In Arkansas, eligible individuals can ask the court to seal their criminal records upon meeting certain requirements. (Arkansas law uses the term "seal" rather than "expunge.") For legal purposes, after a criminal record is sealed, it is as though the crime never happened. The person is legally permitted to state that the conduct never occurred and no record exists, which can open doors to employment and housing opportunities.
Arkansas law allows individuals to seal certain adult criminal conviction and non-conviction records through a court process. If granted, "the person's underlying conduct shall be deemed as a matter of law never to have occurred, and the person may state that the underlying conduct did not occur and that a record of the person that was sealed does not exist." (Ark. Code § 16-90-1417 (2023).) This means potential employers, landlords, and others won't see the record during a background check.
However, there are limits to what sealing does. For one, the records are not destroyed. They remain available to the courts for future criminal proceedings and to certain government agencies for sensitive employment positions. And sealing one's record does not restore voting or firearm rights.
Eligibility and requirements for sealing conviction records in Arkansas are based primarily on the offense level (misdemeanor or felony), as well as a few other special provisions. For non-conviction records, the determination generally hinges on how the matter was resolved.
Arkansas provides for the sealing of misdemeanors after a person completes their sentence and, in a few instances, waits a set amount of time. Although nearly all misdemeanors are eligible for expungement, not every felony conviction allows for this opportunity.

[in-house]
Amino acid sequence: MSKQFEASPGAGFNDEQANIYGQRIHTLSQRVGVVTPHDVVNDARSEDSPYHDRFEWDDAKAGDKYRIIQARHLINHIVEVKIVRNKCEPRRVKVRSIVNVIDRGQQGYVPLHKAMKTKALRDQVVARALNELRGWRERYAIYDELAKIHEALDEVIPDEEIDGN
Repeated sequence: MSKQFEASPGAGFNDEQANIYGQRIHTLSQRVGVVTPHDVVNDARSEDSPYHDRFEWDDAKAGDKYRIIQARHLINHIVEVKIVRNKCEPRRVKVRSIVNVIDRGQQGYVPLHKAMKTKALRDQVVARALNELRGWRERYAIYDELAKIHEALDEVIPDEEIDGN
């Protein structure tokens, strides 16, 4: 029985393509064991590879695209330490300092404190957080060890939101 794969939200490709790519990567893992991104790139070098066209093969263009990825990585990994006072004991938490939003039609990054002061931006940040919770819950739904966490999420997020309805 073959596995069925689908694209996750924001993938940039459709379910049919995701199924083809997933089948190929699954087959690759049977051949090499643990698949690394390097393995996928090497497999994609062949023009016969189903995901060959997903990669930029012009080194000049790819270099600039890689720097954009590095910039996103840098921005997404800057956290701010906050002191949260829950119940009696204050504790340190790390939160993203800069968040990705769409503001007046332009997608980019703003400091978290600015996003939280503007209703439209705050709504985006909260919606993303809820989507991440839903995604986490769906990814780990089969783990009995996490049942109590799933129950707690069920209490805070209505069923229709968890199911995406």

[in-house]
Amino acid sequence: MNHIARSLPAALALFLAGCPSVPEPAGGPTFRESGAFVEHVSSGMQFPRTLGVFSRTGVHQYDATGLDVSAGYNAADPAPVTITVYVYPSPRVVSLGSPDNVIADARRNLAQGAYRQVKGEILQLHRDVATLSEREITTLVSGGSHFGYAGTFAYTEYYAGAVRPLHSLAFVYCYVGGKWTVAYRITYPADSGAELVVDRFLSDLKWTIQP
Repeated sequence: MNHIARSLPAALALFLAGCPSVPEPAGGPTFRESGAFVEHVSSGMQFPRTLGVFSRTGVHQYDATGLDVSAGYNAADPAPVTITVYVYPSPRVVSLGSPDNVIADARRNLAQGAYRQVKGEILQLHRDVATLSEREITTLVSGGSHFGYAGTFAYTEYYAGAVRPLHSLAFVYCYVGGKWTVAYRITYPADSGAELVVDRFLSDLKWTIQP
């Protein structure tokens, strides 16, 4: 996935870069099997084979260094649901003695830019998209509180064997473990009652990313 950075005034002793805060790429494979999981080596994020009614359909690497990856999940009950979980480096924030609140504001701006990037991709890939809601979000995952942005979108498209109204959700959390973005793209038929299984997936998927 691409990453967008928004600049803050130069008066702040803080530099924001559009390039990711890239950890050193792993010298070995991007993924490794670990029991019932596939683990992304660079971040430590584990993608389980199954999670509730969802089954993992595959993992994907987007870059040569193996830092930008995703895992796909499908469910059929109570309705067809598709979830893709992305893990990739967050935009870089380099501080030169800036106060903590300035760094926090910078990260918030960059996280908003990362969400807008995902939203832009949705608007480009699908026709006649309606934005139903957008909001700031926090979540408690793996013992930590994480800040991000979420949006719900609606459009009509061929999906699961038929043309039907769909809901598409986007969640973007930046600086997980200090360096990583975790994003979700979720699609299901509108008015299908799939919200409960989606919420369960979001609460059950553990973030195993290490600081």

Individuals can request the sealing of most misdemeanor convictions (and violations) after completing their sentence. The completion of a sentence requires full payment of restitution, fines, and court costs, in addition to fulfilling the terms of incarceration, probation, and any other requirements, such as the reinstatement of a driver's license or other monetary obligations. The law doesn't limit the number of misdemeanor convictions or violations that a person can get sealed. However, wait periods may apply.
Most misdemeanors are immediately eligible for sealing. Certain ones require a five-year waiting period after an offender completes their sentence. These include:
For misdemeanor convictions related to driving or boating while intoxicated, the person must wait 10 years. A holder of a commercial driver's license can never seal a misdemeanor or violation for a traffic offense committed in any type of vehicle.
Arkansas law places more restrictions on sealing felony conviction records, including eligibility requirements and wait periods. Also, having more than one previous felony conviction on record (even if sealed) disqualifies a person from being able to seal any more felony convictions.
Records for the following felony convictions cannot be sealed under any circumstances: